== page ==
All wallets are beautiful, in their own special, unique way. And I’m certainly not trying to body shame your billfold. But if your preferred money holder has lost some of its more angular features in favor of a slightly more…how do I say this?...rounded appearance, then it may be time for your wallet to lose a little weight.
It’s perfectly natural for wallets to start carrying a little more weight over time. Things accumulate. We tend to add and forget to subtract. The trouble is that an overly plump wallet is rarely a sign of robust finances. In fact, that fat wallet is probably doing more harm than good.
So now’s your chance to slim down your cash-carrying companion. Let’s first consider all the things you really shouldn’t be carrying in your wallet.
Social Security card
You already knew that one. Protect your identity by leaving your Social Security card at home. (You’ve probably already memorized the number by now, anyway.) While you’re at it, don’t carry your birth certificate around either. Or your passport. Or basically any form of ID that isn’t necessary on a day-to-day basis (like your driver’s license, state ID, or work ID cards).
If you have a hard time memorizing your passwords or your ATM PIN, for the love of information security, don’t write them down and keep them in your wallet. Getting your purse or wallet stolen goes from bad to much, much worse when you leave vital passcodes out where any mildly competent thief can find them. Better option (besides memorizing them, which is the best option) – put a passcode on your phone and store the information there.
Gift cards are basically cash – anyone can use them and no one really asks where they came from. From a security standpoint, they aren’t protected in the least. So the safest thing to do is to keep them some place secure in your home until you’re ready to make your purchase.
Aside from security concerns, however, gift cards have a tendency to promote less than ideal shopping behaviors. Because we think of gift cards as “free money” we’re often less thoughtful about how we spend them. Where you normally might wait for an item to come on sale, with a gift card you may be more inclined to just buy it right away, regardless of the price. Remember when you were a kid, and every dollar literally felt like it was burning a hole in your pocket, itching to be spent? Gift cards are like that. So leave them at home and be more strategic with your shopping.
Pull receipts out of your wallet at the end of every day. The longer they live in your wallet, the less likely it is that you’ll do what you saved them for in the first place. Also, receipts are another thing you don’t want thieves getting a hold of, especially if they include a signature or credit card information.
Despite living in a highly digital age, you are still going to run into moments where plastic won’t get you anywhere. Because of that, you should always have a small amount of cash on hand, just in case.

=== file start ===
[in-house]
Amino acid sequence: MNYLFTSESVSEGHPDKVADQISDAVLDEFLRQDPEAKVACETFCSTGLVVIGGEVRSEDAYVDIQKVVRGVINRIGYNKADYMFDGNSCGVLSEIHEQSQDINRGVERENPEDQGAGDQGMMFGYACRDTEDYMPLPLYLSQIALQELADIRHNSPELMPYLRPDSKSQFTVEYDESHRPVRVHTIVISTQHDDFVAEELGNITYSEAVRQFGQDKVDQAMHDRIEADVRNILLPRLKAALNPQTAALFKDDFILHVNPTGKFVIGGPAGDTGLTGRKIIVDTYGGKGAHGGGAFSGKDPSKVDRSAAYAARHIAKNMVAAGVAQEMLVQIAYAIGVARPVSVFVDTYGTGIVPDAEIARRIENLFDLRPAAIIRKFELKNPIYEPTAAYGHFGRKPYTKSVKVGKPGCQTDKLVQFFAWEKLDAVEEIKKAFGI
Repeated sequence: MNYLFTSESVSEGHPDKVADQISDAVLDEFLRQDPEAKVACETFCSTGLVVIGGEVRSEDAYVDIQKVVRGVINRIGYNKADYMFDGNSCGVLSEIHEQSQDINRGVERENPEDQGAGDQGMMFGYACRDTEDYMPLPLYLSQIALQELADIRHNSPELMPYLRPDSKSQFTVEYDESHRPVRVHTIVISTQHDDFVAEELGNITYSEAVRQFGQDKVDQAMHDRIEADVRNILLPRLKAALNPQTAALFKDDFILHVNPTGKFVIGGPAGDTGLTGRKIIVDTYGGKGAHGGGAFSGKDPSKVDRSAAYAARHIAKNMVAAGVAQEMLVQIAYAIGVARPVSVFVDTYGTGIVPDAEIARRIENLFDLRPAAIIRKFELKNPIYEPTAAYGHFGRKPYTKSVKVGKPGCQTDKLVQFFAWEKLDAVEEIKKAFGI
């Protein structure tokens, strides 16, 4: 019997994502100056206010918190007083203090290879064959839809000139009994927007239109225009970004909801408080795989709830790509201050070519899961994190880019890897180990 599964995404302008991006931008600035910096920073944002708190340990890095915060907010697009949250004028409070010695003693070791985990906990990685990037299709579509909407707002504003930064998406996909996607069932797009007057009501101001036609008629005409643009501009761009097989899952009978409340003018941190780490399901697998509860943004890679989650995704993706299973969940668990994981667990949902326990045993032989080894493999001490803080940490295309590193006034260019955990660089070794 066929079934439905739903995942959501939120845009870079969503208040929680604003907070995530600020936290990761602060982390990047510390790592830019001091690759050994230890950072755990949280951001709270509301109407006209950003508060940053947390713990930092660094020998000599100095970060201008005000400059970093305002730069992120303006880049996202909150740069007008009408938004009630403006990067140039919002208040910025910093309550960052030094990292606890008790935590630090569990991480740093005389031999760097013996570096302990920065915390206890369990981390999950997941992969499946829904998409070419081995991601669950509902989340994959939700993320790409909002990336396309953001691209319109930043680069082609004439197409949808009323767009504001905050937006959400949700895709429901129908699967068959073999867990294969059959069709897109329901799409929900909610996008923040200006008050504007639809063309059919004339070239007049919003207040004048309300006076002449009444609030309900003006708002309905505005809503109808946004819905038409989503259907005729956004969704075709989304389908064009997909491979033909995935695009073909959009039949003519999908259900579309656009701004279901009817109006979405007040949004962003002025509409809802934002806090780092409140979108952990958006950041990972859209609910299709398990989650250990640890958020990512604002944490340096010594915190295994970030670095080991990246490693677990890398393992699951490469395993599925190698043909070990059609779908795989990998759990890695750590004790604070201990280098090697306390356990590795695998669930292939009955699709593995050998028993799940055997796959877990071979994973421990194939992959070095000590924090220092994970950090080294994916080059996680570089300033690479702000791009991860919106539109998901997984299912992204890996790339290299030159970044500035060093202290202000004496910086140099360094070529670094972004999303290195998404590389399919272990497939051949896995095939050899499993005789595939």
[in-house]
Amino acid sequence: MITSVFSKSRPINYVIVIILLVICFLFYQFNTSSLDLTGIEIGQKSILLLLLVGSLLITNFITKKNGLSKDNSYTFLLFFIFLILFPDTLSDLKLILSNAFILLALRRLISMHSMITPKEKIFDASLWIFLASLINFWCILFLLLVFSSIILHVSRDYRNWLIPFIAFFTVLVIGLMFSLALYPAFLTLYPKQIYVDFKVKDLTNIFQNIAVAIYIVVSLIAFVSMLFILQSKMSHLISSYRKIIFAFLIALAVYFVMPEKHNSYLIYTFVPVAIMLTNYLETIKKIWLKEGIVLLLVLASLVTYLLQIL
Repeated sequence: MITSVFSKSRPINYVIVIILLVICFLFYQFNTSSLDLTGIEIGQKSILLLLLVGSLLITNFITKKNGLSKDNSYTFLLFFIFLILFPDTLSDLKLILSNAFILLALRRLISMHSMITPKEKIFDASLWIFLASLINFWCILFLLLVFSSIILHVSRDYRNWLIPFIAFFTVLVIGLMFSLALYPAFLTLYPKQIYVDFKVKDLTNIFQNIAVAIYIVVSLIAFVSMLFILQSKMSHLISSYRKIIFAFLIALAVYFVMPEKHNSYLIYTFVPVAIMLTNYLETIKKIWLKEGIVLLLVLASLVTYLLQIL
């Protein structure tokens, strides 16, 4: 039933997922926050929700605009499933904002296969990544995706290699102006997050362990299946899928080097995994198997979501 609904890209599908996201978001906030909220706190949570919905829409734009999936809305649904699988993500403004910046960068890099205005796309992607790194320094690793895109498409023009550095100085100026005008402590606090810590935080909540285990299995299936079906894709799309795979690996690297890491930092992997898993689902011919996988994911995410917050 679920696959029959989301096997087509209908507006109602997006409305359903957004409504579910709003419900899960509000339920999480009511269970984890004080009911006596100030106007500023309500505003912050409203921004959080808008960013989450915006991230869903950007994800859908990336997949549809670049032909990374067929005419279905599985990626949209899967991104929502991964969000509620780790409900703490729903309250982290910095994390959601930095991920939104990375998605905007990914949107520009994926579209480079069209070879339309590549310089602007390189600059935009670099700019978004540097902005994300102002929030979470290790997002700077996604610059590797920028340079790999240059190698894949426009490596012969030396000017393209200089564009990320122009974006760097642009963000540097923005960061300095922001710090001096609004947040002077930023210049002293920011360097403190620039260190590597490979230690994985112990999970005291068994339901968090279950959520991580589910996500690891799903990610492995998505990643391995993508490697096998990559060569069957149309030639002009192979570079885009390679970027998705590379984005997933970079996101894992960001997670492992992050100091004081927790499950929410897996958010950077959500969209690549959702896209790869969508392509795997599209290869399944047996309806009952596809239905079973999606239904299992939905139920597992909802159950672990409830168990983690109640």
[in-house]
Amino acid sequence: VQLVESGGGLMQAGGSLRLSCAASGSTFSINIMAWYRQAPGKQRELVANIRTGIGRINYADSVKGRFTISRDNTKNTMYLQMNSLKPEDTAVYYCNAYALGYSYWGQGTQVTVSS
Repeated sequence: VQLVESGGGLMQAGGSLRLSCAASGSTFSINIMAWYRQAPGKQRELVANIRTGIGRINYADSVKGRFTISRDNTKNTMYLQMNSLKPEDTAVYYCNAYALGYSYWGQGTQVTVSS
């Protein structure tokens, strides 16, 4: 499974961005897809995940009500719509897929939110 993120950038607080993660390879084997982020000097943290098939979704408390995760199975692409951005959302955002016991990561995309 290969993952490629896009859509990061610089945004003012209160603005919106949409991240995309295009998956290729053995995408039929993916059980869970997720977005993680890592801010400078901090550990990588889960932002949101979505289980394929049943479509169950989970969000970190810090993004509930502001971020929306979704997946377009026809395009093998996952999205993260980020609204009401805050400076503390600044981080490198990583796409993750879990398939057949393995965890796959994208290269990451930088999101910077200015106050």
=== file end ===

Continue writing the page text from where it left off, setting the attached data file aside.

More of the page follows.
If you prefer paying with cash (and if you struggle to keep your credit usage in check, that’s a good way to avoid overspending), you should still limit the amount of cash you keep on hand. Carry only enough to make your necessary purchases.
Limited number of credit cards
On a day-to-day basis, you shouldn’t have more than two credit cards (one primary, one back-up) and one debit card in your wallet. The more credit cards in your wallet, the more damage a thief can do to your finances and your credit history. Keep store cards at home. If nothing else, it could help wean you off of those spur-of-the-moment shopping trips and ensure that you’re always shopping with a plan.
Invalid ID just won’t get the job done. But remember – only carry the essentials.
Well, it depends…
Health insurance cards
Some experts say you should always carry your health insurance cards, and some say you should never carry them. Ultimately it comes down to personal security. Review your cards – if they don’t include your Social Security number, or any other potentially sensitive information, feel free to carry them. If they do have potentially sensitive information, you might be better off leaving them at home, as it’s very unlikely you’ll be denied care in an emergency situation. Knowing your provider should be enough until someone can retrieve your policy number.
List of current medications
It may not be a bad idea to keep a list of your current medications on hand, in the event that you need to receive care and are unable to provide this information to whoever is attending to you.
Rewards program cards
Rewards programs can be beneficial, under the right circumstances. You should always keep in mind, however, that these programs are designed to promote sales, not savings. Rewards programs are only helpful when they save you money on things you need or were already inclined to purchase. Once these programs start changing the way you shop, you’re no longer benefiting.
As for the actual cards themselves, in many cases stores can access your card through your phone number. If you don’t need the card, leave it behind.
The punch card is the rewards card's old, analog cousin. Buy nine and the tenth one is free. Most of the time, these cards just become part of the clutter. And like the rewards card, they should supplement positive spending habits, not create new habits altogether. In other words, only keep punch cards if that good or service is one you’d be purchasing repeatedly anyway. Otherwise, toss it.
A slim wallet is a healthy wallet
By keeping the contents of your wallet down to only the bare essentials, you greatly reduce your potential security risks, promote strategic spending, and have a nice, clean wallet to boot. So get that change purse into shape and you’ll both be happier and (financially) healthier for it.